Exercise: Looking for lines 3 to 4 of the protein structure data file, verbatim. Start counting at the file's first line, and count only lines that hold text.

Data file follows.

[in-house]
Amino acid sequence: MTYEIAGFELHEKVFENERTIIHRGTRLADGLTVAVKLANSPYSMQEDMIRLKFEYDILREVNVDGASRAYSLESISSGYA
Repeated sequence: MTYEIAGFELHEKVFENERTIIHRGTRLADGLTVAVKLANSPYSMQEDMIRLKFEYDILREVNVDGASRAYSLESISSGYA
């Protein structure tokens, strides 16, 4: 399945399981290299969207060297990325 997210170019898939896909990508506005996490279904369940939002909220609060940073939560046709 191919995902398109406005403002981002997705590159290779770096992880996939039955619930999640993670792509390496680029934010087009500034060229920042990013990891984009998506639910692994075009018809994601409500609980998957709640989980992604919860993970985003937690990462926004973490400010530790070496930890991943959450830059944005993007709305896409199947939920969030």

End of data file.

Repeated sequence: MTYEIAGFELHEKVFENERTIIHRGTRLADGLTVAVKLANSPYSMQEDMIRLKFEYDILREVNVDGASRAYSLESISSGYA
């Protein structure tokens, strides 16, 4: 399945399981290299969207060297990325 997210170019898939896909990508506005996490279904369940939002909220609060940073939560046709 191919995902398109406005403002981002997705590159290779770096992880996939039955619930999640993670792509390496680029934010087009500034060229920042990013990891984009998506639910692994075009018809994601409500609980998957709640989980992604919860993970985003937690990462926004973490400010530790070496930890991943959450830059944005993007709305896409199947939920969030």